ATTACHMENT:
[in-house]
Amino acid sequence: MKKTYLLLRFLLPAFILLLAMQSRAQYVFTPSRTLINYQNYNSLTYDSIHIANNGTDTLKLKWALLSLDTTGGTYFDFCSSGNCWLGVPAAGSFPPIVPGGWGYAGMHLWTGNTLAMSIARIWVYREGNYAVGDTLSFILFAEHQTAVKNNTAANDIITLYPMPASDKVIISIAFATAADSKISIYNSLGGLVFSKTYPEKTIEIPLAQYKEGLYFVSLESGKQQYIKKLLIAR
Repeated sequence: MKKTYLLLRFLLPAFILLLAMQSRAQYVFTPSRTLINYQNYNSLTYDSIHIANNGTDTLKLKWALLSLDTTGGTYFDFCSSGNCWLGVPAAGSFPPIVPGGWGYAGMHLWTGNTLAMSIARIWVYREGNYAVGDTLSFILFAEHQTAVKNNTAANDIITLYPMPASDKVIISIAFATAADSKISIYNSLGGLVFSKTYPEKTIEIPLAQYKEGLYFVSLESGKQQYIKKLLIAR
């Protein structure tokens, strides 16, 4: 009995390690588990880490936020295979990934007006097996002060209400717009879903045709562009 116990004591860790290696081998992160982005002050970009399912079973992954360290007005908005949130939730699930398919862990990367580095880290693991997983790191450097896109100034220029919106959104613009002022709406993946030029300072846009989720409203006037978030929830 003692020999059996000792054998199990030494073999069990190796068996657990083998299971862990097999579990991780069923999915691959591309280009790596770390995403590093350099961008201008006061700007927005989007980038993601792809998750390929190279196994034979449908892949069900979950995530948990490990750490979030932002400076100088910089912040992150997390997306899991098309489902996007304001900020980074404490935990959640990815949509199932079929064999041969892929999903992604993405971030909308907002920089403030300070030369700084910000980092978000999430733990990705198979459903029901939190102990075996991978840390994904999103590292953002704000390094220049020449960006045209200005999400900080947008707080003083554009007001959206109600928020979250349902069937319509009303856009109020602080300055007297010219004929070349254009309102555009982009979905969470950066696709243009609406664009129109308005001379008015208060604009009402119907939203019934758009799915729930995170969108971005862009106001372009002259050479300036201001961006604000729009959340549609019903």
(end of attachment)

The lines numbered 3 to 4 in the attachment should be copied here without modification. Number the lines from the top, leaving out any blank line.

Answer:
Repeated sequence: MKKTYLLLRFLLPAFILLLAMQSRAQYVFTPSRTLINYQNYNSLTYDSIHIANNGTDTLKLKWALLSLDTTGGTYFDFCSSGNCWLGVPAAGSFPPIVPGGWGYAGMHLWTGNTLAMSIARIWVYREGNYAVGDTLSFILFAEHQTAVKNNTAANDIITLYPMPASDKVIISIAFATAADSKISIYNSLGGLVFSKTYPEKTIEIPLAQYKEGLYFVSLESGKQQYIKKLLIAR
């Protein structure tokens, strides 16, 4: 009995390690588990880490936020295979990934007006097996002060209400717009879903045709562009 116990004591860790290696081998992160982005002050970009399912079973992954360290007005908005949130939730699930398919862990990367580095880290693991997983790191450097896109100034220029919106959104613009002022709406993946030029300072846009989720409203006037978030929830 003692020999059996000792054998199990030494073999069990190796068996657990083998299971862990097999579990991780069923999915691959591309280009790596770390995403590093350099961008201008006061700007927005989007980038993601792809998750390929190279196994034979449908892949069900979950995530948990490990750490979030932002400076100088910089912040992150997390997306899991098309489902996007304001900020980074404490935990959640990815949509199932079929064999041969892929999903992604993405971030909308907002920089403030300070030369700084910000980092978000999430733990990705198979459903029901939190102990075996991978840390994904999103590292953002704000390094220049020449960006045209200005999400900080947008707080003083554009007001959206109600928020979250349902069937319509009303856009109020602080300055007297010219004929070349254009309102555009982009979905969470950066696709243009609406664009129109308005001379008015208060604009009402119907939203019934758009799915729930995170969108971005862009106001372009002259050479300036201001961006604000729009959340549609019903």